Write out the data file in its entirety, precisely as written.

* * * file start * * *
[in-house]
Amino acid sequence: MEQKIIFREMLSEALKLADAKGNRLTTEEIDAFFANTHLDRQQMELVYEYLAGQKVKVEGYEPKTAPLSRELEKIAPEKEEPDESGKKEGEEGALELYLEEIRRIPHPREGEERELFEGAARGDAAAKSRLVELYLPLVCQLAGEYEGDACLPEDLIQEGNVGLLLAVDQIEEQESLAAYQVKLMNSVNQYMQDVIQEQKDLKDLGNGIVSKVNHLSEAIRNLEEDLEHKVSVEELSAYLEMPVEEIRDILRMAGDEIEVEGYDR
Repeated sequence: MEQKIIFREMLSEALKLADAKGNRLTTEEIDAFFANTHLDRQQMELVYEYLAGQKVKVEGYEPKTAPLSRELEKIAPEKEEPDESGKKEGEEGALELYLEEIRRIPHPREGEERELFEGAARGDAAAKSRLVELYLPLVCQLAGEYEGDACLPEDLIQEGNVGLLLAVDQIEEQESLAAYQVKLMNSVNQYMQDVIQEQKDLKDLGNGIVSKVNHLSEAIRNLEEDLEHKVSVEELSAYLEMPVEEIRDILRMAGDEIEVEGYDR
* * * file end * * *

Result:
[in-house]
Amino acid sequence: MEQKIIFREMLSEALKLADAKGNRLTTEEIDAFFANTHLDRQQMELVYEYLAGQKVKVEGYEPKTAPLSRELEKIAPEKEEPDESGKKEGEEGALELYLEEIRRIPHPREGEERELFEGAARGDAAAKSRLVELYLPLVCQLAGEYEGDACLPEDLIQEGNVGLLLAVDQIEEQESLAAYQVKLMNSVNQYMQDVIQEQKDLKDLGNGIVSKVNHLSEAIRNLEEDLEHKVSVEELSAYLEMPVEEIRDILRMAGDEIEVEGYDR
Repeated sequence: MEQKIIFREMLSEALKLADAKGNRLTTEEIDAFFANTHLDRQQMELVYEYLAGQKVKVEGYEPKTAPLSRELEKIAPEKEEPDESGKKEGEEGALELYLEEIRRIPHPREGEERELFEGAARGDAAAKSRLVELYLPLVCQLAGEYEGDACLPEDLIQEGNVGLLLAVDQIEEQESLAAYQVKLMNSVNQYMQDVIQEQKDLKDLGNGIVSKVNHLSEAIRNLEEDLEHKVSVEELSAYLEMPVEEIRDILRMAGDEIEVEGYDR